Tim Hussin, Deseret Morning News
Ray Dugi, an electrician at Glen Canyon Dam, watches water stream out of jet tubes at 41,000 cubic feet per second. A 60-hour release

The National Parks Conservation Association expressed "grave concern" Thursday about the Bureau of Reclamation's five-year plan for "high-flow" releases on the Colorado River like the one that began this week at the Glen Canyon Dam in Page, Ariz.

With only one planned release for five years, NPCA southwest regional director David Nimkin said in a statement that the BOR's plan is shortsighted while ignoring the National Park Service's input and the need for more scientific research that would come from additional releases.

Interior Secretary Dirk Kempthorne started a 60-hour release from the dam Wednesday morning that will pump more than 41,000 cubic feet per second of water from Lake Powell into the river.

The goal of the so-called high-flow experiment is to scour sediment from the river bottom and move it downstream to repair beaches and restore habitat along the way. Intended beneficiaries of the simulated flood are exposed archaeological sites, the federally endangered humpback chub fish and people who recreate on the 277 miles of Colorado River below the dam.

Similar experiments took place in 1996 and 2004. But only one, which started Wednesday, is scheduled for the next five years.

"It is irresponsible of the Department of Interior to ignore the environmental impacts this plan will have on the Grand Canyon for the sake of hydropower and other priorities," Nimkin said.

He was critical of the plan's lack of "follow-up floods," which he said would help ensure that the beaches and sandbars that are supposed to be repaired or formed can be sustained. Currently the BOR's plan is for steady releases, or lower-velocity flows than this week's release, from the Glen Canyon Dam in September and October in the years ahead.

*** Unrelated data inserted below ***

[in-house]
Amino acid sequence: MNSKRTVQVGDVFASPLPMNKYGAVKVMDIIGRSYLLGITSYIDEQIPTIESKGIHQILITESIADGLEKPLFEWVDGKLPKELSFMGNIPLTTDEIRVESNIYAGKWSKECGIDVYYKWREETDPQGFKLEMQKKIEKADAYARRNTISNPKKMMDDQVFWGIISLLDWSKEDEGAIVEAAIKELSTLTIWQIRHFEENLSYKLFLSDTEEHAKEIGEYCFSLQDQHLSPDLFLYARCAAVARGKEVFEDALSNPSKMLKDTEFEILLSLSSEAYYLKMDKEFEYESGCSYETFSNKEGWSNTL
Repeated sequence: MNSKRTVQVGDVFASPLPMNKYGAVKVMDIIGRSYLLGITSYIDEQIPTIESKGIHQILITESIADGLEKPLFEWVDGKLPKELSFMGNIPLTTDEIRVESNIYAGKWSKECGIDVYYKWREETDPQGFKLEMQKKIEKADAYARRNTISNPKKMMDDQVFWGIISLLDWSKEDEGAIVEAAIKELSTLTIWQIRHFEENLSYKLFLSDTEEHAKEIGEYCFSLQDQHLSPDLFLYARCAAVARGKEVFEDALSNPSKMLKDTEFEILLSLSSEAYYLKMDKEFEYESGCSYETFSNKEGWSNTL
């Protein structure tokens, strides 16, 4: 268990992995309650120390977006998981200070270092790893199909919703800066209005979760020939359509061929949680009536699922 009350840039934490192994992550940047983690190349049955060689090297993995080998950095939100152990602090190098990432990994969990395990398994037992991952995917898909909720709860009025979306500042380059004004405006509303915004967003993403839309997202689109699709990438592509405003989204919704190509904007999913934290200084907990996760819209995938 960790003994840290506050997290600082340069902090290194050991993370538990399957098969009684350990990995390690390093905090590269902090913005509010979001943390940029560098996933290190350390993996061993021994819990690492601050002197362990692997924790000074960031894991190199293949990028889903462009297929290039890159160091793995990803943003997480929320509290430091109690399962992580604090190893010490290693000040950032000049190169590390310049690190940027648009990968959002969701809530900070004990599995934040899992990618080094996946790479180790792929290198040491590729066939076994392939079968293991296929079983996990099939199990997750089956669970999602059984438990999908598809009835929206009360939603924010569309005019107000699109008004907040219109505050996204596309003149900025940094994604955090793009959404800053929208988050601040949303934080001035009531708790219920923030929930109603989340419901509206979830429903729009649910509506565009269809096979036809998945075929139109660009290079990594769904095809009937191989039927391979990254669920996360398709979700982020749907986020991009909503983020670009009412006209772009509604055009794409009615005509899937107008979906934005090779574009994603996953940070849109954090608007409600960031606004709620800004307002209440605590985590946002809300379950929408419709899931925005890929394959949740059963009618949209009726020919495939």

Grand Canyon National Park's chief of science and resource management, Martha Hahn, earlier this week outlined a BOR plan that will rely on monsoonal rains that start showing up around July in Glen Canyon and surrounding areas. The hope is that, along with the experiment, the rains will help a Colorado River that has changed dramatically since the dam's completion in 1966. Results, if there are any, showing the intended impact of the BOR's plan, will be slow in coming.

"It just takes a long time to see nature react," Hahn said.

Overall, officials say the total amount being released from an already low Lake Powell through the dam this year will not change from last year. The experiment is expected to impact the lake level by 1 to 2 feet. But then spring runoff from an above-average snow season into tributaries that feed the Colorado above the dam are expected to raise the lake level by 50 feet.

Nimkin said a lack of additional high-flow events "could lead to impairment of the natural and cultural resources of Grand Canyon National Park." He also accused the BOR's plan of not appropriately responding to the Grand Canyon Protection Act and not complying with the 2006 Grand Canyon Management Policies.

The high-flow portion of the experiment is expected to end sometime late Friday. The river's level from the dam south will gradually recede and as early as Sunday the visual impacts of this week's experiment should start appearing. A team of 100 scientists from around the world will be studying the effects for months on fisheries and habitat in and around the Colorado below the Glen Canyon Dam.

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